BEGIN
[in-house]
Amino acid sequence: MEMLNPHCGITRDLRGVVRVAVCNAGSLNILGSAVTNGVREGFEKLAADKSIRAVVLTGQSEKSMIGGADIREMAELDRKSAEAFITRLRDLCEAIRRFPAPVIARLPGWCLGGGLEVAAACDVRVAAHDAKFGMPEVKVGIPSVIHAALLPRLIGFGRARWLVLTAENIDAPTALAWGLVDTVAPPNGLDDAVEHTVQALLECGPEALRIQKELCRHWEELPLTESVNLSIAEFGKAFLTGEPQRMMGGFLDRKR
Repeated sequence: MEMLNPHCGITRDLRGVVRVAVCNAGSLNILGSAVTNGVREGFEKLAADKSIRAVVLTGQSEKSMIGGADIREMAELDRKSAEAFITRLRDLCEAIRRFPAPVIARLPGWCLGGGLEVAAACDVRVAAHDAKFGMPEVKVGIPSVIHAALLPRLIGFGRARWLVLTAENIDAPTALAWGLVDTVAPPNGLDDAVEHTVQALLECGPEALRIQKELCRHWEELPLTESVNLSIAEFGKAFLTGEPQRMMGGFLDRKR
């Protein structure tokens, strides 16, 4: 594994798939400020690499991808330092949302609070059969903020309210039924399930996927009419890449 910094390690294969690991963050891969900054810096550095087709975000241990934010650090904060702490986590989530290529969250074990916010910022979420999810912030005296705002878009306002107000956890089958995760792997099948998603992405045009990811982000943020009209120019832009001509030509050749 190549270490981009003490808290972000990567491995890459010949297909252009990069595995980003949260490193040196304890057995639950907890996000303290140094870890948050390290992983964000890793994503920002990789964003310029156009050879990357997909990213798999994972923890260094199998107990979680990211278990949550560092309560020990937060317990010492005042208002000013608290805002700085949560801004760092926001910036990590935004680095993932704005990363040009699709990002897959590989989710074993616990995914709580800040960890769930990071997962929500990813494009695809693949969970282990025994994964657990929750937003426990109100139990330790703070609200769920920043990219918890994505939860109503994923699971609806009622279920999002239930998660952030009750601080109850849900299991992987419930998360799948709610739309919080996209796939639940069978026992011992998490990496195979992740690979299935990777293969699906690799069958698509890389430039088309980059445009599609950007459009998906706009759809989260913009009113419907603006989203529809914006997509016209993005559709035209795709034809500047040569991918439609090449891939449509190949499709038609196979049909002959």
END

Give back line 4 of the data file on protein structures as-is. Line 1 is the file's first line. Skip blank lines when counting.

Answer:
């Protein structure tokens, strides 16, 4: 594994798939400020690499991808330092949302609070059969903020309210039924399930996927009419890449 910094390690294969690991963050891969900054810096550095087709975000241990934010650090904060702490986590989530290529969250074990916010910022979420999810912030005296705002878009306002107000956890089958995760792997099948998603992405045009990811982000943020009209120019832009001509030509050749 190549270490981009003490808290972000990567491995890459010949297909252009990069595995980003949260490193040196304890057995639950907890996000303290140094870890948050390290992983964000890793994503920002990789964003310029156009050879990357997909990213798999994972923890260094199998107990979680990211278990949550560092309560020990937060317990010492005042208002000013608290805002700085949560801004760092926001910036990590935004680095993932704005990363040009699709990002897959590989989710074993616990995914709580800040960890769930990071997962929500990813494009695809693949969970282990025994994964657990929750937003426990109100139990330790703070609200769920920043990219918890994505939860109503994923699971609806009622279920999002239930998660952030009750601080109850849900299991992987419930998360799948709610739309919080996209796939639940069978026992011992998490990496195979992740690979299935990777293969699906690799069958698509890389430039088309980059445009599609950007459009998906706009759809989260913009009113419907603006989203529809914006997509016209993005559709035209795709034809500047040569991918439609090449891939449509190949499709038609196979049909002959």